Between the upcoming holiday season and the end-of-year push at work, your organization may see rising stress levels among employees soon. This stress can have major impacts on individual, team and business performance (not to mention insurance premiums). In fact, Sy Islam, Ph.D., assistant professor at Farmingdale State University and a consultant at Talent Metrics, says stress can cost organizations at least $400 per employee per year. Sarah Romotsky, head of health and science strategy at Headspace Inc., says stress-related illnesses cause businesses $200 to $300 billion per year in lost productivity.
Stress can manifest in several problems at work, including lower productivity and morale and higher absenteeism and turnover. Conversely, David Brendel, MD, Ph.D., partner at Camden Consulting Group, says, “Psychological safety in the workplace is one of the best predictors of high team performance.”
“As more and more employees look to cultivate better behaviors in how they work, live and play,” says Sarah Deane, founder of effectUX, “organizations have a responsibility to support their employees and create environments that enable healthy habits.” Fortunately, there are several strategies L&D can use to help employees manage stress at work.
Mindfulness and Stress Management Training
Stress reduction, wellness and mindfulness training programs are good ways to help employees manage stress, Brendel says, but “these programs should not be band aids over an underlying toxic corporate culture.” Lisa Sansom, MBA, MAPP, PCC, an organizational development consultant and trainer, agrees: “If the environment is toxic, then this training will be disingenuous and ineffective. Organizations need to look at the systems and holistic workplace, not just individual employee skills and responsibilities vis à vis stress management.”
Joy Rains, a mindfulness trainer and author of “Meditation Illuminated: Simple Ways to Manage Your Busy Mind” and “Ignite Your Sales Power! Mindfulness for Sales Professionals,” recently conducted a study investigating the impact of mindfulness programs she led in four different companies. She found that after the programs, participants reported significant differences in skills such as the ability to reduce stress, the ability to envision positive outcomes, the ability to “envision positive outcomes” and recognize opportunity.
Providing mindfulness and related training to leaders, especially, can make an impact across the organization. Leaders arguably have more stressors and may need more help managing stress, but mindfulness training can also enable them to model stress management and help them improve their relationships with their employees, causing a trickle-down effect.
Good training programs, says Sansom, “are rooted in psychological science (such as positive psychology) and have active participative components.” They help employees develop their own habits and routines that work for them, and they support ongoing development.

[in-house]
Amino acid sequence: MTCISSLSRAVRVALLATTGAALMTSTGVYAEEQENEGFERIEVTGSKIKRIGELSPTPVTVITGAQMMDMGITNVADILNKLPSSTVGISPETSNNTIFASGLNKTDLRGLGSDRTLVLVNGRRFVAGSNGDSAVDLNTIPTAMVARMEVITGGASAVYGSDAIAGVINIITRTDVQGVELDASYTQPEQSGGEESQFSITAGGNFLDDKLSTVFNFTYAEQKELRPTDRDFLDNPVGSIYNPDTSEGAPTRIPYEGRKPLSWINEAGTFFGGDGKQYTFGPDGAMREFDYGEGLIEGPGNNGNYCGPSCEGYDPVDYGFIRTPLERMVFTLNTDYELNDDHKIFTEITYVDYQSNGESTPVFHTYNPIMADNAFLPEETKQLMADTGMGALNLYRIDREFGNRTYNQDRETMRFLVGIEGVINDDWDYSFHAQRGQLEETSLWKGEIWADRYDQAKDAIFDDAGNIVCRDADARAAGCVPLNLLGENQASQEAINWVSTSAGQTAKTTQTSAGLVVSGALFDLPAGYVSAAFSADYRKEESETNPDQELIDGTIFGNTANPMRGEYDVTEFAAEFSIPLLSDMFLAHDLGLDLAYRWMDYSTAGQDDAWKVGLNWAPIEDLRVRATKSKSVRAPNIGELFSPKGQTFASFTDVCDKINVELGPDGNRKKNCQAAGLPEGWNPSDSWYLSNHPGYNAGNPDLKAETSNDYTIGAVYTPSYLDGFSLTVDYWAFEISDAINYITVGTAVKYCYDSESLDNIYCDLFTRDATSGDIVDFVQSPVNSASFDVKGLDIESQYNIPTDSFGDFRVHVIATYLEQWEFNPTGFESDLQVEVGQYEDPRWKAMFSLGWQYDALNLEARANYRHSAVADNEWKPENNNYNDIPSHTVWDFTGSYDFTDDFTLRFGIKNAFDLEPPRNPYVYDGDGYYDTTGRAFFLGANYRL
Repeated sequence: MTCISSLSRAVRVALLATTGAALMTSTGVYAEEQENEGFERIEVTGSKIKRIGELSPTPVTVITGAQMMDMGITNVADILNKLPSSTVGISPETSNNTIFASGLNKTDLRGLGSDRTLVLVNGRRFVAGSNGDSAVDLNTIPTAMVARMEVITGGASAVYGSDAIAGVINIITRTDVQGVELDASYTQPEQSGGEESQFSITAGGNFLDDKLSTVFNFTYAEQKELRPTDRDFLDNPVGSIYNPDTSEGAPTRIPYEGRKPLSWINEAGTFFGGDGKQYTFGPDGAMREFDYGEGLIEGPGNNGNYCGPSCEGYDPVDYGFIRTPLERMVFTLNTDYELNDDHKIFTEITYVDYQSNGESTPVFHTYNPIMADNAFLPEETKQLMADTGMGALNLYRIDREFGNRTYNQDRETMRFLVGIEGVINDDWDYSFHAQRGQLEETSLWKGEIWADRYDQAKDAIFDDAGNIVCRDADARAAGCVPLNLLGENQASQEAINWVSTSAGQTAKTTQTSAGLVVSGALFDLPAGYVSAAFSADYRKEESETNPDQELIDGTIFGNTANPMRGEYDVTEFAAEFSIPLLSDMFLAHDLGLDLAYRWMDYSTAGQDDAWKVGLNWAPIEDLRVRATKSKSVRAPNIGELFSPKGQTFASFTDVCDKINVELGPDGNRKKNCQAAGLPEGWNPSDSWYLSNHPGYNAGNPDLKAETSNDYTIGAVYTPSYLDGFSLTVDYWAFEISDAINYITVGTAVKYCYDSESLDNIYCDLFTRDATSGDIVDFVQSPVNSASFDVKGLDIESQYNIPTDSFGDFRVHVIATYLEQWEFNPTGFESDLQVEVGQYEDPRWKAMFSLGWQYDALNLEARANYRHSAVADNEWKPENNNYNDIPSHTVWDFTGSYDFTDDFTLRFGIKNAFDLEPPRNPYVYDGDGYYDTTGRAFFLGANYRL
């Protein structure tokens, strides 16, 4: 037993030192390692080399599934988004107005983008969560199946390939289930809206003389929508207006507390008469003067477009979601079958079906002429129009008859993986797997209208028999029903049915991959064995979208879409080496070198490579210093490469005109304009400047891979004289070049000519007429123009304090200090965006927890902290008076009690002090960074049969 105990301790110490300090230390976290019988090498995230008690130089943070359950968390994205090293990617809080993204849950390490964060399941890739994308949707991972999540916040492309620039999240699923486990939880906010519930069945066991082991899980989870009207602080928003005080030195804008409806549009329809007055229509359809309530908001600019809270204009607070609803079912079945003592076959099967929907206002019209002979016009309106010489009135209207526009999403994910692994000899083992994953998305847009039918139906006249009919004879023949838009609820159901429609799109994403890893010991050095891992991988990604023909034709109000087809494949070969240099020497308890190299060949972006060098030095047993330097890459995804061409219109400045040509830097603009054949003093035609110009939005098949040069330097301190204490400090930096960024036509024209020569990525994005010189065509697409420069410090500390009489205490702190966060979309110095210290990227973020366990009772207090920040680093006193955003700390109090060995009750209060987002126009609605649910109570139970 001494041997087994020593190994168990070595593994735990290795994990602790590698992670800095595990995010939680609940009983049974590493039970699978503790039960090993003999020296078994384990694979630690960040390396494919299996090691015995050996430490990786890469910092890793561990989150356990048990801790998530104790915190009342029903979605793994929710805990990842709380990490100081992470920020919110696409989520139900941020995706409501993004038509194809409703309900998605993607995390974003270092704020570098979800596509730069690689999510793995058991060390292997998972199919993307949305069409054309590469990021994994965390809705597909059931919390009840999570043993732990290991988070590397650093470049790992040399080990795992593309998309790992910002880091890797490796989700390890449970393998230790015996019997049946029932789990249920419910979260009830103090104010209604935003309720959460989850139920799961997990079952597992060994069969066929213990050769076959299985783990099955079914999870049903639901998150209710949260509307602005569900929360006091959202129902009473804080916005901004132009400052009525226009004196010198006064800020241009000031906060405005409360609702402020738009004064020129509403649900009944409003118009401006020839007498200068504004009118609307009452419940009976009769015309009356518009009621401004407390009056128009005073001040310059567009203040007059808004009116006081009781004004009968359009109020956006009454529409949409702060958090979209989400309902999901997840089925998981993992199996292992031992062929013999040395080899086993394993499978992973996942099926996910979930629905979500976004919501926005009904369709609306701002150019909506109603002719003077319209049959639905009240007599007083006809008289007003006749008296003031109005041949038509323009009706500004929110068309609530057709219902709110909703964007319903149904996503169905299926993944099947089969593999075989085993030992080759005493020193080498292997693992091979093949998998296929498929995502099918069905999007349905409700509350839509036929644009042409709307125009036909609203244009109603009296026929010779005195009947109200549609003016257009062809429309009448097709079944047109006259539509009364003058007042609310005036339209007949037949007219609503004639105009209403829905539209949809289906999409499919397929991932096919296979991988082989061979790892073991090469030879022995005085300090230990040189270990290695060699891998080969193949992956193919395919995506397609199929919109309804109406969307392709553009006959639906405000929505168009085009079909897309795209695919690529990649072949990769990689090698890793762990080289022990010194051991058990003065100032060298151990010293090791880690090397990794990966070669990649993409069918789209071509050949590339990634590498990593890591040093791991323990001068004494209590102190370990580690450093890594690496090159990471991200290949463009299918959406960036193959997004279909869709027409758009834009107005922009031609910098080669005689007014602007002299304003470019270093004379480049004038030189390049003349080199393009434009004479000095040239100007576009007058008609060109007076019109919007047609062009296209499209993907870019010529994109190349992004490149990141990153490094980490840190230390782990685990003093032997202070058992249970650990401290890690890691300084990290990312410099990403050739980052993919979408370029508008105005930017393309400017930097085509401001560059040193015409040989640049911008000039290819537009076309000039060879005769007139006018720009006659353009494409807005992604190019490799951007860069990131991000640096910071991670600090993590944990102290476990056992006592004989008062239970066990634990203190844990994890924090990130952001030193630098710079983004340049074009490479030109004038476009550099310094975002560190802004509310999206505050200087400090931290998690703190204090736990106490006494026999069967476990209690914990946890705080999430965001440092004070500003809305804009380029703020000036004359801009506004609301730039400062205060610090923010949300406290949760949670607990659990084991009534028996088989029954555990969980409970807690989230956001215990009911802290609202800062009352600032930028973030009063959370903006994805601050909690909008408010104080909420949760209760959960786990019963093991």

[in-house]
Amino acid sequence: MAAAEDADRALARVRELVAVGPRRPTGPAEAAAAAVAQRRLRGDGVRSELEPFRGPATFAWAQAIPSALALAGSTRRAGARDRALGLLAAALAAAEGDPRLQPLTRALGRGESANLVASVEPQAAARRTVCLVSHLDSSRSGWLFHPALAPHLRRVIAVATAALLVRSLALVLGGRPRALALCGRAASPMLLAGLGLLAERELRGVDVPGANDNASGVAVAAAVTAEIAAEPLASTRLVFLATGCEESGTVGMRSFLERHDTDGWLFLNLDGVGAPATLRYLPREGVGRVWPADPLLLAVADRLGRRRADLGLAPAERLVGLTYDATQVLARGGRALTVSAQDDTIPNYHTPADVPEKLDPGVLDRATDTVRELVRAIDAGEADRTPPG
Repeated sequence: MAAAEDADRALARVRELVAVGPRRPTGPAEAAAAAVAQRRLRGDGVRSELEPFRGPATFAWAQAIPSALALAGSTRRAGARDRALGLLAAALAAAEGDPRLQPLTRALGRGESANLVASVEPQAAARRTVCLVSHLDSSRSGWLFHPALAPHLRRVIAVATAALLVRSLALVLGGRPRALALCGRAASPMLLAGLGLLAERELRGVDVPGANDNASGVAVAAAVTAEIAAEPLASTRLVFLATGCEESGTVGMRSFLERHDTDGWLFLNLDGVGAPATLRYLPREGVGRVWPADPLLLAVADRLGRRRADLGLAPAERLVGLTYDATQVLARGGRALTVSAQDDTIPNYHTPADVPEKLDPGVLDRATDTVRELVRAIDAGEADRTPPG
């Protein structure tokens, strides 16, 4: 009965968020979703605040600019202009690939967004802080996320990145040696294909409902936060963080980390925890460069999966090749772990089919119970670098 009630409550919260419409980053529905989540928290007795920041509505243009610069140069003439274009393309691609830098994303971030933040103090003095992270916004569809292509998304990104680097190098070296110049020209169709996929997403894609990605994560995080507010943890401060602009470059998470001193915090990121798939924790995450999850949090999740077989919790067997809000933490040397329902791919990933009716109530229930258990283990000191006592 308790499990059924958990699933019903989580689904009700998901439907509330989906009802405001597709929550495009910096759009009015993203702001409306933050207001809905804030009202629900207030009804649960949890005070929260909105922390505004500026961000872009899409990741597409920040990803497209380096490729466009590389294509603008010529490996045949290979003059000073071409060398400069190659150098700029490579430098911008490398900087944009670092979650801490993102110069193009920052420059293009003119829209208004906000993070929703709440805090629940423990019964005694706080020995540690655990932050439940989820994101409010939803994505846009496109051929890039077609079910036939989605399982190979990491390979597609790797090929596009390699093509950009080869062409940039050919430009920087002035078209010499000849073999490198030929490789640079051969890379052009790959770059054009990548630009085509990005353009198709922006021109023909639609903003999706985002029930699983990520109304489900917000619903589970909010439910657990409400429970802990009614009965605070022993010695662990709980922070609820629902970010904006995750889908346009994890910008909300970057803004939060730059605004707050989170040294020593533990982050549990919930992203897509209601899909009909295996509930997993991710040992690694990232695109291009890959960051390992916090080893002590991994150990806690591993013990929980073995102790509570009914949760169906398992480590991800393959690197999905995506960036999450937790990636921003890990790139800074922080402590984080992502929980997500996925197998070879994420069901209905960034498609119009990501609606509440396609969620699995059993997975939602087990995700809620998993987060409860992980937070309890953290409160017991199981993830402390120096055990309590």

Other Wellness Programs
Libby Mullen, learning and development manager at BizLibrary, notes that it’s important to educate employees on stress itself, as “not all stress is a bad thing.” At healthy levels, stress can support productivity and growth. Being able to identify positive and negative stress is the first step in managing it. She adds that providing training to managers in emotional intelligence and communication can help mitigate stressors due to poor management, and training employees in active listening, anger management, communication and conflict resolution can mitigate stressors from co-workers.
Dave Ramsey, CEO of Ramsey Solutions, advises organizations to provide financial wellness programs to their employees. “Employees are stressed out about money, and they’re not leaving those worries at home,” he says. “It is the number one reason workers lose focus and become less productive.” Susan Power, owner of Power HR Inc., echoes Ramsey, saying, “The top reason for employee mental health claims [is] … financial stress.” Particularly at this time of year, personal financial management training can help employees’ wellness.
Creating a culture that supports work/life blending is key, says Val Grubb, principal at Val Grubb & Associates and career coach at TONE Networks. “Work/life balance is just not possible,” but work/life blending is. Policies such as flexible work hours and programs such as employee assistance programs, exercise and fitness opportunities, wellness screenings, and even volunteering can also help, say Brendel and Grubb.
Overall, says Islam, “match the [program] with the type of stress. If stress is related to too much work, then the job may need to be redesigned. If it’s related to employees’ being unable to deal with the stress, then time management, mindfulness or stress management training may be the best option.” Similarly, Deane says that by first identifying what’s causing stress and which behaviors need to change, “we have seen sustained changes … with participants reporting better awareness, lower levels of stress and feelings of overwhelm, better relationships, and higher levels of productivity and positivity.”
Finally, make sure you have clear objectives when it comes to all of your wellness programs. Define what success will look like, and measure both stress levels and outcomes like productivity and employee satisfaction and retention. That way, you’ll know if your programs are working – and whether you need to change them.